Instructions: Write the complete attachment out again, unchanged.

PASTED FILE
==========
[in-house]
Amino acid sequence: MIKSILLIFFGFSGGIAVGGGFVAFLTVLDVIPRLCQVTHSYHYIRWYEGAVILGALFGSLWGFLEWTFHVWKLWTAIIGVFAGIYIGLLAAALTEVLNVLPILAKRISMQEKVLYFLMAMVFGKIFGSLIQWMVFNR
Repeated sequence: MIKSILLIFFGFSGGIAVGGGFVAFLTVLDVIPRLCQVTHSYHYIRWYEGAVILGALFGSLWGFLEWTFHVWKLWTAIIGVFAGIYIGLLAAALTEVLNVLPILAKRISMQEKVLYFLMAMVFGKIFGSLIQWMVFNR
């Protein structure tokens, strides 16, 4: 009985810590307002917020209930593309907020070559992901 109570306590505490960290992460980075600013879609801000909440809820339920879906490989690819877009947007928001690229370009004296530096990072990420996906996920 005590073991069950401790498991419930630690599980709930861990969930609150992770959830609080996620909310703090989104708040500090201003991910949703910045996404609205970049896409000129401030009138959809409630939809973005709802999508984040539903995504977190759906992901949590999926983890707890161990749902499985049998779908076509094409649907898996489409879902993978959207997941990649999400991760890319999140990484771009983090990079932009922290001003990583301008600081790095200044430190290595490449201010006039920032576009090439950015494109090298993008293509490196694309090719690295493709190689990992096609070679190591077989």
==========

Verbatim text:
[in-house]
Amino acid sequence: MIKSILLIFFGFSGGIAVGGGFVAFLTVLDVIPRLCQVTHSYHYIRWYEGAVILGALFGSLWGFLEWTFHVWKLWTAIIGVFAGIYIGLLAAALTEVLNVLPILAKRISMQEKVLYFLMAMVFGKIFGSLIQWMVFNR
Repeated sequence: MIKSILLIFFGFSGGIAVGGGFVAFLTVLDVIPRLCQVTHSYHYIRWYEGAVILGALFGSLWGFLEWTFHVWKLWTAIIGVFAGIYIGLLAAALTEVLNVLPILAKRISMQEKVLYFLMAMVFGKIFGSLIQWMVFNR
């Protein structure tokens, strides 16, 4: 009985810590307002917020209930593309907020070559992901 109570306590505490960290992460980075600013879609801000909440809820339920879906490989690819877009947007928001690229370009004296530096990072990420996906996920 005590073991069950401790498991419930630690599980709930861990969930609150992770959830609080996620909310703090989104708040500090201003991910949703910045996404609205970049896409000129401030009138959809409630939809973005709802999508984040539903995504977190759906992901949590999926983890707890161990749902499985049998779908076509094409649907898996489409879902993978959207997941990649999400991760890319999140990484771009983090990079932009922290001003990583301008600081790095200044430190290595490449201010006039920032576009090439950015494109090298993008293509490196694309090719690295493709190689990992096609070679190591077989």